You Want Reactions? (Part 1)

Superman toy eye-to-eye with rubber chicken
Image by JD Hancock (CC BY 2.0)

The number one top complaint is definitely “I can’t read your mind!” But it gets stiff competition from its close cousin: “Give me real reactions, dammit!”

This I can sympathise with. Scening is all about what’s going on in the bottom’s head. Me and my kind naturally have privileged access to this contested territory, but tops need external validation, poor souls.

But I do have a question. What are these not-real reactions? Faked overreactions? Because I haven’t seen them. I’m sure they do happen – my experience is extremely limited. But to me it looks like the far more common problem is lack of reaction.

And it’s not simply willful repression. I was utterly baffled when I watched my first demo classes, because again and again, bottoms said they weren’t scared, though we could all see them shaking. And I don’t think they were lying. Because when I myself was in the hot seat, I didn’t even know I was trembling.

So it’s not just a few stoic bottoms. To some extent, I think it’s all of us.

Why on earth does this happen? I scratched my head for months and couldn’t work it out. But luckily one of my kinky friends wrangles people’s minds for a living. I took my confusion to her and she nodded sagely. “Dissociation.”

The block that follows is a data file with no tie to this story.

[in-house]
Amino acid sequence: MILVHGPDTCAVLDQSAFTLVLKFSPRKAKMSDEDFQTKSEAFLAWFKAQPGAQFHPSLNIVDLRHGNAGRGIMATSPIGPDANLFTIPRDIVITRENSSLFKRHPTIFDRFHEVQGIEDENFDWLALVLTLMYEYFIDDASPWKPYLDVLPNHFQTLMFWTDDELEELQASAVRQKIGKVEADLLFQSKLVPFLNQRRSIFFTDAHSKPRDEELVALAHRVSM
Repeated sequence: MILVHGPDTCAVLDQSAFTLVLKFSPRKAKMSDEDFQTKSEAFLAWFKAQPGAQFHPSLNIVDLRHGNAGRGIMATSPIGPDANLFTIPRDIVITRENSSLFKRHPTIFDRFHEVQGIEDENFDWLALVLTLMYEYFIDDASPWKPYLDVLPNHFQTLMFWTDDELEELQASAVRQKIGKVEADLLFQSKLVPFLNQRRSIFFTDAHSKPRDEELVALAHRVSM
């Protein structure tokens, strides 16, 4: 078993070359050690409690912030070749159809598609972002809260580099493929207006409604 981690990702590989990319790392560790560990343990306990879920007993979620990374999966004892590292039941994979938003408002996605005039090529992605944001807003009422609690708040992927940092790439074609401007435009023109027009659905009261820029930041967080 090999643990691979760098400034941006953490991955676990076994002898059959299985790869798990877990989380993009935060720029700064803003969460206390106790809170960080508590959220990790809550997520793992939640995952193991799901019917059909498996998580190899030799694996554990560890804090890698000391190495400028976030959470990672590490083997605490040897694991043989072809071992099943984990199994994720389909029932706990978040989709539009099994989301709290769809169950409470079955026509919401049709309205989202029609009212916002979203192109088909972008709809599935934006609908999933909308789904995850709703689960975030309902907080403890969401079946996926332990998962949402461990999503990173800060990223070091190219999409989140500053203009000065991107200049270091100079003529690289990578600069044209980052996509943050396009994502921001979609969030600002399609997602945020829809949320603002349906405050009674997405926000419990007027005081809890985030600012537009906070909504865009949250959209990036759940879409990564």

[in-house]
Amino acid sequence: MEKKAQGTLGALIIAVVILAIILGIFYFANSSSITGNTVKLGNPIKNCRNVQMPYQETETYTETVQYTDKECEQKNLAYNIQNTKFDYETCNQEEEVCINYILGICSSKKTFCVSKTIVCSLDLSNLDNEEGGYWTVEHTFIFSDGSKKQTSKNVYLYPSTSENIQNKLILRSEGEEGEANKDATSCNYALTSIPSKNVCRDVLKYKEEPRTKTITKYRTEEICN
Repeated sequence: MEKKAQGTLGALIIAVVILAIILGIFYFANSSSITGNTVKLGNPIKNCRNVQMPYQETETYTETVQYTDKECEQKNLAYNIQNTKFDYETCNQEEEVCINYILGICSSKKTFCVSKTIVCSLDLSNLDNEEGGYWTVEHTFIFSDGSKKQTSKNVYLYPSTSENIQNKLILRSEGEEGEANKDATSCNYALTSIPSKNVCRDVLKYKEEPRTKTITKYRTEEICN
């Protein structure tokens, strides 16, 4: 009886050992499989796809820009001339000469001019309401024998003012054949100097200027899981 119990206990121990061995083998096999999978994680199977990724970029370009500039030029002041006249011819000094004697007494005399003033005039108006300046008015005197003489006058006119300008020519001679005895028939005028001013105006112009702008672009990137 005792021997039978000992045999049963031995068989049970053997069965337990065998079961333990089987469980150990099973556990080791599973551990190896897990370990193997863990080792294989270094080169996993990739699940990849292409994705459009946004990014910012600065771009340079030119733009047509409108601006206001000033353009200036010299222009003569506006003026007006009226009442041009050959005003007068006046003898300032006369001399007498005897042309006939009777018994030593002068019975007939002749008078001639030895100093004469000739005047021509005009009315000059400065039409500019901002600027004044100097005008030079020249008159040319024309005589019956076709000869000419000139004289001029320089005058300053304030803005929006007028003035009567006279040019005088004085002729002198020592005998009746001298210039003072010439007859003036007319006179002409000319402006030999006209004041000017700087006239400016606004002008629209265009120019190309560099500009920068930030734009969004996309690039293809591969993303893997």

Huh. That makes a lot of sense. I used to think dissociation meant full-blown multiple personality disorder, or the fugue states beloved of mystery authors because even the murderer doesn’t know he’s done it. But according to The Myth of Sanity by Harvard psychologist Martha Stout, everyone experiences dissociation. Maybe not the kind of rage that makes you wonder who smashed all the dishes. But it also counts if you’ve ever commuted on autopilot while consumed with grief or anxiety.

In my case, dissociation is a very old friend. As I’ve said before, writing about pre-scene jitters:

I was mostly terrified that I wouldn’t be terrified. I know me. When I miss a plane, I shrug and call the airline. When I get dumped, I smile and give my best wishes. And so forth. I have a long history of shutting down in emotional crisis.

And I don’t even know it’s happening till it goes away. I just freeze into total indifference to the crisis trigger. Scares the hell out of my ex-doms. They’ve never met this brisk, friendly grown-up before.

But then they’ve seen me dissociate when I’m scening, too, just a bit differently. Too much pain, too much real fear, and all the interesting noises shut off like a tap. Same with the grovelling gratitude, the wide eyes and trembling. Instead you get my vanilla reaction to pain and danger, which resembles nothing so much as sardonic sports commentator trying very hard for saintly patience. If you can’t imagine how that plays out, let me refer you to my CollarMe review.

Obviously this is no fun at all for the top. But believe me, it’s no fun from down here, either. I love losing my vanilla observer – in fact, it’s one of the best things about scening. When it works, I am 100% present and reacting. With the laser focus of a deer in the headlights, in fact. Dissociation is the opposite of that. It’s a hedgehog curling up when poked. Great defence mechanism against stress. But it gets in the way of our fun, dammit!